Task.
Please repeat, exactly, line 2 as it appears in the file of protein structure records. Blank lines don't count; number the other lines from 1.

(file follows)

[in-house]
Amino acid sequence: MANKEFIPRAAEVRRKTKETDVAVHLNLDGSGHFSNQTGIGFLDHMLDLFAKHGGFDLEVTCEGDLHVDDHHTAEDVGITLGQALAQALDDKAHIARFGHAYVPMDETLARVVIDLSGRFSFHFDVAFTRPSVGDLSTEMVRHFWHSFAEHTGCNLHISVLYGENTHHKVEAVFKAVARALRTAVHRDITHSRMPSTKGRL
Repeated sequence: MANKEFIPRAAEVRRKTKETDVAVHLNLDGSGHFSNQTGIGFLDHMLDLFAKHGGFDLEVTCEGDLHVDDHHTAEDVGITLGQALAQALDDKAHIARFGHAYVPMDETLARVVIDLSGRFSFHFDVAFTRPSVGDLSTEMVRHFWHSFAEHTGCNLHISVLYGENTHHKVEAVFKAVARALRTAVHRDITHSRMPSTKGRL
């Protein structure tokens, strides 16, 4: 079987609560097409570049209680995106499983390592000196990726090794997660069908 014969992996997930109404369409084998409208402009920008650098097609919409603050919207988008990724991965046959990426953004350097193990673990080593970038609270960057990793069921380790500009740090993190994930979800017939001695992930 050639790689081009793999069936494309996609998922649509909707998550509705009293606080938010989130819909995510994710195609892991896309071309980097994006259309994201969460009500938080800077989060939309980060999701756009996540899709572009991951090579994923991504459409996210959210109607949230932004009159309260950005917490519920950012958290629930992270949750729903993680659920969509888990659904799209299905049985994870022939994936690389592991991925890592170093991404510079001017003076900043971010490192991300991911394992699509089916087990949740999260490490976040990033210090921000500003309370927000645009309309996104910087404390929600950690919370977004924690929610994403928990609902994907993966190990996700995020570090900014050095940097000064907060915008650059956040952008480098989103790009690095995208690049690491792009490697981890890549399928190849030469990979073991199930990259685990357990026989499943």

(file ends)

Amino acid sequence: MANKEFIPRAAEVRRKTKETDVAVHLNLDGSGHFSNQTGIGFLDHMLDLFAKHGGFDLEVTCEGDLHVDDHHTAEDVGITLGQALAQALDDKAHIARFGHAYVPMDETLARVVIDLSGRFSFHFDVAFTRPSVGDLSTEMVRHFWHSFAEHTGCNLHISVLYGENTHHKVEAVFKAVARALRTAVHRDITHSRMPSTKGRL